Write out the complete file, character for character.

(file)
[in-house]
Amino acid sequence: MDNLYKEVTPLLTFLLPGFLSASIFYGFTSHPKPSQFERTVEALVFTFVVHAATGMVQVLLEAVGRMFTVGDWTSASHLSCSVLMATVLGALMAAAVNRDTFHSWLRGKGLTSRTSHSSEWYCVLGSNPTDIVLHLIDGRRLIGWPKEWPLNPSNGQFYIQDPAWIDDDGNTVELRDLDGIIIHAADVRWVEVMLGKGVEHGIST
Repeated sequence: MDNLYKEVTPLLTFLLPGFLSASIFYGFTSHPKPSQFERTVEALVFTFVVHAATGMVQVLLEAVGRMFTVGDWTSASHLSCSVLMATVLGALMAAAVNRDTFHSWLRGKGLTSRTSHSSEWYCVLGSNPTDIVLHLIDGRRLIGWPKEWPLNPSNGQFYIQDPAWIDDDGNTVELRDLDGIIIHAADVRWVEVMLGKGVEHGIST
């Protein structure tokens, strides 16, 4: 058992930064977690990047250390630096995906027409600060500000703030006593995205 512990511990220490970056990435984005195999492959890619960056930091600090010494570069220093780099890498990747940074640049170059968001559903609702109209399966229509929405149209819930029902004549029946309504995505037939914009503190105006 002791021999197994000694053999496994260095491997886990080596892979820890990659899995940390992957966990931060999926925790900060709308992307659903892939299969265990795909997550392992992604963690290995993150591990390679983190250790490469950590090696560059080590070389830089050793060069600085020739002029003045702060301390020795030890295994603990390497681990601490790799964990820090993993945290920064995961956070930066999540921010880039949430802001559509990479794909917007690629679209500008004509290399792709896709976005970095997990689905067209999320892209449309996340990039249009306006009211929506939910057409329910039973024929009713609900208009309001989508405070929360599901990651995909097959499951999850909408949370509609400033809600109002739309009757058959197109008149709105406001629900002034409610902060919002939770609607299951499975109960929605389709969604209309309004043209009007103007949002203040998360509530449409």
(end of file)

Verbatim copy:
[in-house]
Amino acid sequence: MDNLYKEVTPLLTFLLPGFLSASIFYGFTSHPKPSQFERTVEALVFTFVVHAATGMVQVLLEAVGRMFTVGDWTSASHLSCSVLMATVLGALMAAAVNRDTFHSWLRGKGLTSRTSHSSEWYCVLGSNPTDIVLHLIDGRRLIGWPKEWPLNPSNGQFYIQDPAWIDDDGNTVELRDLDGIIIHAADVRWVEVMLGKGVEHGIST
Repeated sequence: MDNLYKEVTPLLTFLLPGFLSASIFYGFTSHPKPSQFERTVEALVFTFVVHAATGMVQVLLEAVGRMFTVGDWTSASHLSCSVLMATVLGALMAAAVNRDTFHSWLRGKGLTSRTSHSSEWYCVLGSNPTDIVLHLIDGRRLIGWPKEWPLNPSNGQFYIQDPAWIDDDGNTVELRDLDGIIIHAADVRWVEVMLGKGVEHGIST
């Protein structure tokens, strides 16, 4: 058992930064977690990047250390630096995906027409600060500000703030006593995205 512990511990220490970056990435984005195999492959890619960056930091600090010494570069220093780099890498990747940074640049170059968001559903609702109209399966229509929405149209819930029902004549029946309504995505037939914009503190105006 002791021999197994000694053999496994260095491997886990080596892979820890990659899995940390992957966990931060999926925790900060709308992307659903892939299969265990795909997550392992992604963690290995993150591990390679983190250790490469950590090696560059080590070389830089050793060069600085020739002029003045702060301390020795030890295994603990390497681990601490790799964990820090993993945290920064995961956070930066999540921010880039949430802001559509990479794909917007690629679209500008004509290399792709896709976005970095997990689905067209999320892209449309996340990039249009306006009211929506939910057409329910039973024929009713609900208009309001989508405070929360599901990651995909097959499951999850909408949370509609400033809600109002739309009757058959197109008149709105406001629900002034409610902060919002939770609607299951499975109960929605389709969604209309309004043209009007103007949002203040998360509530449409």